Use of ‘omics’ to identify molecular markers of livers affected by exposure to toxic cyanobacteria in salmon
Cyanobacteria, commonly called blue-green algae, can produce microcystins which are well recognized as extremely potent hepatotoxins that are associated with changes in gene expression, physiology and morphology in numerous animals, including fishes. Microcystins (MC) are commonly found in freshwater but also present in marine environments where they are linked to the development of a severe liver disease called net-pen liver disease (NPLD) in farmed and wild Atlantic and Chinook Salmon, which is characterized by hepatic lesions that include megalocytosis and loss of gross liver structure. In British Columbia (BC) Canada, NPLD is costs the BC salmon farming industry tens of millions of lost revenue annually.
The link between acute MC exposure and NPLD was recently investigated and it was found that although acute MC exposure does not produce the characteristic lesions associated with NPLD, there are severe but reversible changes in hepatic structure (Shartau et al., submitted; Journal of Fish Disease) and gene expression (Shartau et al., unpublished).
The rapid change in gene expression in response to MC exposure suggests that gene markers may be useful for monitoring toxin exposure and ultimately allow farm managers to reduce the impact of harmful algal blooms and gauge effectiveness of their mitigation efforts. These measurable changes in response to toxin exposure can be used as biomarkers to assess exposure to environmental toxins. Biomarkers for MC and domoic acid (another algal toxin) exposure have been identified in whitefish and zebrafish, respectively, and in Atlantic salmon in response to metal toxicity. The ability to use biomarkers is a valuable tool in the management of ecosystem quality, acting as an early warning system preceding more severe toxic events involving fish morbidity and mortality. To examine candidate biomarkers in Atlantic and Chinook Salmon, we selected liver samples from our previous exposure trial and submitted these for RNA-sequencing.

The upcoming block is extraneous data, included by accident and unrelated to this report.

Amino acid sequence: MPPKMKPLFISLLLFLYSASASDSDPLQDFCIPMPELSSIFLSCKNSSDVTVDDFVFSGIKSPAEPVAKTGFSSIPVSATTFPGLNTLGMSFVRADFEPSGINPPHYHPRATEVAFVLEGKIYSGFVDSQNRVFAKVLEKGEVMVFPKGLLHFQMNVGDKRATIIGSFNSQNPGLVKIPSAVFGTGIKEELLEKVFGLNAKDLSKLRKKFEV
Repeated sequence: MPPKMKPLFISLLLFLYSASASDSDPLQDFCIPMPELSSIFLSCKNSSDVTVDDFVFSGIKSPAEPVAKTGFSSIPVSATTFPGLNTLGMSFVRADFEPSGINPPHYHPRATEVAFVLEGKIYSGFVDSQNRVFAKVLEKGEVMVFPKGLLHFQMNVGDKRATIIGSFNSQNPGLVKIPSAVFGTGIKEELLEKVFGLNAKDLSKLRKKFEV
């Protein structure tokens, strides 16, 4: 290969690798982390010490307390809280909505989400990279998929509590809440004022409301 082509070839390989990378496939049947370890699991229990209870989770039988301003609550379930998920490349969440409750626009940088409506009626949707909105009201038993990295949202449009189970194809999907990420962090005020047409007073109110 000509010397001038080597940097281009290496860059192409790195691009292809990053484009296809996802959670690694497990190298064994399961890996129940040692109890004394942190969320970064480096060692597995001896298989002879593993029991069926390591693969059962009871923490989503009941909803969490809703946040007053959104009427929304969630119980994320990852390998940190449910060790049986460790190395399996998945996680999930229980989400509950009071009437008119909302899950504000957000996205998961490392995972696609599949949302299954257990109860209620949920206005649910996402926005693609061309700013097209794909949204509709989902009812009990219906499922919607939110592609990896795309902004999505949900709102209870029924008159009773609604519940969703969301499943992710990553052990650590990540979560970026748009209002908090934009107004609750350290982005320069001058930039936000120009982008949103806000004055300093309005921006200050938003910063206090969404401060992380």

We have recently received the sequencing data for these samples and now seek a graduate student to complete the following objectives as the central part of a MS degree:
1) Align sequences to a reference genome
2) Estimate gene- and transcript-level abundances
3) Perform differential expression analysis
4) Visualize and summarize the output of RNA-seq analysis
5) Write up the results for submission to a peer-reviewed journal
In addition to the above, the student will have the opportunity to ask their own questions related to this data set, and to participate in other research projects in the lab in the area of environmental physiology and toxicology.
Applicants must have a Bachelor’s degree relevant to biology, should have a strong academic background and possess excellent written and oral communication skills in English. The student must possess a keen interest and an aptitude for bioinformatics, and excellent computer skills including experience with linux operating systems. This includes prior bioinformatics experience and/or completion of bioinformatics courses. The student should also have an interest in animal physiology.
Twelve months of salary and partial tuition support will be provided for up to 2 years through a combination of research and teaching funding, pending satisfactory performance. For further information or if you wish to pursue this opportunity, please contact Dr. Ryan Shartau (firstname.lastname@example.org).
If you want to apply for this opportunity, please provide the following:
1) 1-2 paragraph statement on your motivation and qualifications,
2) Unofficial transcript,
4) Names and contact information for 3 references
Applications will be considered starting January 31st, 2022 and be considered until the position is filled. Start date will be September 2022 but a summer start date can be negotiated.